“Renegade research”: hierarchies of knowledge production in Central Asia

For those researching the global south, fieldwork needs to be reimagined as a collaborative process which can help overturn structures of oppression.

What we talk about when we talk about gender in Armenia

As Armenia votes in a new parliament after the revolution earlier this year, it seems the new authorities’ political opponents are uniting in an anti-LGBT campaign.

The Central Asian valley where borders dissolve in grassroots cooperation

Sandwiched between three Central Asian states, people living on all sides of the Ferghana Valley are overcoming securitisation – through everyday cooperation.

The womanly face of war: the agency and visibility of Ukraine’s female soldiers

Women have played an active part in the war in Ukraine’s Donbas. But their role is yet to be recognised on its own terms.

No good choices in Georgia

Georgia’s presidential election has demonstrated, once again, that the country’s two dominant political platforms have little to offer regular citizens. 

How Christian conservatives are trying to influence the media in Ukraine

The Novomedia forum in Kyiv offered an up-close look at the communications strategies of internationally-connected ultra-conservatives.

Hopeless but happy: Azimjon Askarov and the discontents of Kyrgyzstan’s post-2010 order

A new memoir by Kyrgyzstan’s most prominent political prisoner takes readers back to the violence and impunity that followed the country’s 2010 revolution.

In pre-election move, Moldova takes aim at civil society-opposition nexus

As the European Union calls out state capture in Moldova, the authorities in Chișinău are rewriting the rules of the game for civil society and opposition politics. RU

In Chechnya, a partial triumph for international justice

By taking their cases to the European Court of Human Rights, hundreds of Chechen men and women have thwarted the powerful Russian state’s efforts to sweep its abuses in Chechnya under the rug.

The crisis in the Azov Sea

How did this happen and what can we expect further?

Ahead of next year’s presidential elections, Ukraine is being handed a false choice

Working in tandem, Ukraine’s ruling groups are creating an election cycle that will only benefit themselves. RU



How to think about Russia without Putin

“Russia without Putin” is more than a slogan. It’s an analytical claim.

Director Sergei Loznitsa on the conflict in eastern Ukraine: “This is disintegration”

Sergei Loznitsa talks about his new film on the Donbas conflict, societal collapse and the post-Soviet individual. RU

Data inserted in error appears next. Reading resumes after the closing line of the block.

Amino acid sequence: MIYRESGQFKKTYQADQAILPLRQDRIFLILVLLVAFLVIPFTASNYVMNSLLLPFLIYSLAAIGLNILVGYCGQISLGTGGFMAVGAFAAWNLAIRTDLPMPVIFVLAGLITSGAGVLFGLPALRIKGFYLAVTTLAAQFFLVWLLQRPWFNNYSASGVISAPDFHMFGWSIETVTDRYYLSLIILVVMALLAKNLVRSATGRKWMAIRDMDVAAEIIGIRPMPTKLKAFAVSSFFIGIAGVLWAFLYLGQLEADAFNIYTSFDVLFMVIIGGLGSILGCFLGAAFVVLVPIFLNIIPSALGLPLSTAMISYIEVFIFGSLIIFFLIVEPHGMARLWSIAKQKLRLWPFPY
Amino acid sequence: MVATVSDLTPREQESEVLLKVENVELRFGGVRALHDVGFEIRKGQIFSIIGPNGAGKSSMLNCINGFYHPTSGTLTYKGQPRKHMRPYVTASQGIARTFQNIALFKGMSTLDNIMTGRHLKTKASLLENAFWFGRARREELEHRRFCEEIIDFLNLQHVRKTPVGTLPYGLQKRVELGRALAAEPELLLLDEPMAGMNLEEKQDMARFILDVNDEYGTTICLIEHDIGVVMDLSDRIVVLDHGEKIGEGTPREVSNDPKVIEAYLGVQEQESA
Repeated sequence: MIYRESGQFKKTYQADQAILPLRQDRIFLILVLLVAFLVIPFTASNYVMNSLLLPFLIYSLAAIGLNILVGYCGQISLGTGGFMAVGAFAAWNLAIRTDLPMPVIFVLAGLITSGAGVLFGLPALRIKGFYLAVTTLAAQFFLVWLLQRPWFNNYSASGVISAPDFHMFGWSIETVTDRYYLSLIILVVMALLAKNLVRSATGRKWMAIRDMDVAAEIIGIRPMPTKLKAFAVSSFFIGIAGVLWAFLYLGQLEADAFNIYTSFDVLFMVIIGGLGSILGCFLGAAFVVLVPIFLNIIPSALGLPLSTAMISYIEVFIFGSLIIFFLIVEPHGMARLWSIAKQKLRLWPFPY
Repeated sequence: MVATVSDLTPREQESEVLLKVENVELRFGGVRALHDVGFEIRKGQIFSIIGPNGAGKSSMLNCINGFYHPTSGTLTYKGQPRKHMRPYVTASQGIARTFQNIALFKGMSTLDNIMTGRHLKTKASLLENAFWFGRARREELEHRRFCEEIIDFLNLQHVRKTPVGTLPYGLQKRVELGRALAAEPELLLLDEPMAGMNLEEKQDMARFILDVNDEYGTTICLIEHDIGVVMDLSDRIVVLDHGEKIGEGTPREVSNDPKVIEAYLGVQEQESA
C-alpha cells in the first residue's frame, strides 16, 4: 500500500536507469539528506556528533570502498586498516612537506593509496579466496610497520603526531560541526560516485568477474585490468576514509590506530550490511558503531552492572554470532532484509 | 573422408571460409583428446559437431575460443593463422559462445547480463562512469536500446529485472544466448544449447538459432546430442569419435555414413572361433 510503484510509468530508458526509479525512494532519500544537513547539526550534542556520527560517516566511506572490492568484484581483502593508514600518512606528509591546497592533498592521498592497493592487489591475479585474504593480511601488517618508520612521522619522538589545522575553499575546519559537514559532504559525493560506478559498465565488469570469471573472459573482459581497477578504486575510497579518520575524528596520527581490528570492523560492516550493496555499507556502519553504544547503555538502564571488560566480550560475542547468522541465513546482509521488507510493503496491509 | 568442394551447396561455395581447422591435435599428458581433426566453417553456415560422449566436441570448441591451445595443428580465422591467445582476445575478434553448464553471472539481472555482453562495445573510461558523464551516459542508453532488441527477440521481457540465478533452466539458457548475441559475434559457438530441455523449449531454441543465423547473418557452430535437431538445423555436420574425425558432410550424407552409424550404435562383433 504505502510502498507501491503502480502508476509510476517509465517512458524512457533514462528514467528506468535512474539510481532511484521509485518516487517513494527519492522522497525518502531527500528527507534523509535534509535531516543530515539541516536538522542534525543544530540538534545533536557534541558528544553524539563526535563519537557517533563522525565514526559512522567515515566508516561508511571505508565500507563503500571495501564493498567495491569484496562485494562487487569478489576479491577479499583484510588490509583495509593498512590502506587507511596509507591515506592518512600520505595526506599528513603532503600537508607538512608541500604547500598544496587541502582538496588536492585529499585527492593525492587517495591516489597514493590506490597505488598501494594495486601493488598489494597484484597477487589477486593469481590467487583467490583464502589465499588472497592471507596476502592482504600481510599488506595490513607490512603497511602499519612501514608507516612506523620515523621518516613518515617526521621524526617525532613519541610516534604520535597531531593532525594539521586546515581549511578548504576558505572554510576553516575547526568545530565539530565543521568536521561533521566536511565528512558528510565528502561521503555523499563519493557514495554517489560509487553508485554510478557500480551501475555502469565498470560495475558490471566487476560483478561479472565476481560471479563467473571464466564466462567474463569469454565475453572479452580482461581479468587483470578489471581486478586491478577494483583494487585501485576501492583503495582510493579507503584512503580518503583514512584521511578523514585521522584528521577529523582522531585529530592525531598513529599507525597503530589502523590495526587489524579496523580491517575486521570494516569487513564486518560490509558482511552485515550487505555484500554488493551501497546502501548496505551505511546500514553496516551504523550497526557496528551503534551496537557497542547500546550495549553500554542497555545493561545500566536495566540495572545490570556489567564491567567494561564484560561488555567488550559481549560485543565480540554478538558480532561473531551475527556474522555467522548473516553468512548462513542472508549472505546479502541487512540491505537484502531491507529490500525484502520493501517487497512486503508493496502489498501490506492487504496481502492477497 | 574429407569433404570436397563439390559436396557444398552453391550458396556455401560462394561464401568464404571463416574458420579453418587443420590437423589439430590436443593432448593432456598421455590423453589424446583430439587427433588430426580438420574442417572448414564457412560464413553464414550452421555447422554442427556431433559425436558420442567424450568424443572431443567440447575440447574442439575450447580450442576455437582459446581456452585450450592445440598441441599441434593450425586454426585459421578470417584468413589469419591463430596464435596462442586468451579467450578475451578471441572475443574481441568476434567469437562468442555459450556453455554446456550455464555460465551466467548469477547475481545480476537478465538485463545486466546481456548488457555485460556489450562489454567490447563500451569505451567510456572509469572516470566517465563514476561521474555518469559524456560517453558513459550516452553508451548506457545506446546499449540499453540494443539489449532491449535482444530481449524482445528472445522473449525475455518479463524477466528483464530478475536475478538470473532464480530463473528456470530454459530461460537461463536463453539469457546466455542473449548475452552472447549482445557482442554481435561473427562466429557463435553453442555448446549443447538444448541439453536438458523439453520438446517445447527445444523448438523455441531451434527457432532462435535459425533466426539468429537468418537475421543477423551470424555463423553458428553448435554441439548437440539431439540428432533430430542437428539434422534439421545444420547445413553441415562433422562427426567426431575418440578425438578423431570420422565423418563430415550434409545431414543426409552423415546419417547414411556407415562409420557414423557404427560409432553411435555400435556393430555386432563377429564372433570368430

Why Ukraine needs an investigation into the murder of activist Kateryna Handzyuk

Handzyuk's death has led Ukraine’s parliament to create a temporary commission to investigate violent attacks on civic activists. RU

Russian anti-fascist reveals violence, humiliation and threats in pre-trial detention

In Russia, the security services have arrested 11 anarchists and anti-fascists on terrorism charges. Yuly Boyarshinov, a defendant, describes the conditions in pre-trial detention – where prisoners beat, bully and humiliate others in league with investigators.

Could integration help Ukraine’s Roma?

In Ukraine, civil society campaigners are trying to stop discrimination against Roma communities by helping them organise and integrate. RU

Kyrgyzstan survives on money made by migrant workers, but it doesn’t know how to spend it

No country in the world is as dependent on remittances as Kyrgyzstan. But this money is often used by families to survive, and allows the state to avoid its obligations to its citizens. 

One year on from a planned “revolution” in Russia, dozens of people are facing jail time

In November 2017, hundreds of Russian citizens were involved in an apparent attempt to organise a new “revolution” in Russia. Thirty of them are now facing serious charges. 

Russia’s Mediterranean call: from Kerch to Palmyra, but without Constantinople?

How the Russian authorities are justifying the military’s pivot to the south east.

A new tale of migrant struggles in Moscow puts poverty, motherhood and hope on screen

This Russian-Kazakh film explores how people who migrate to Russia are often subject to forces far greater than themselves.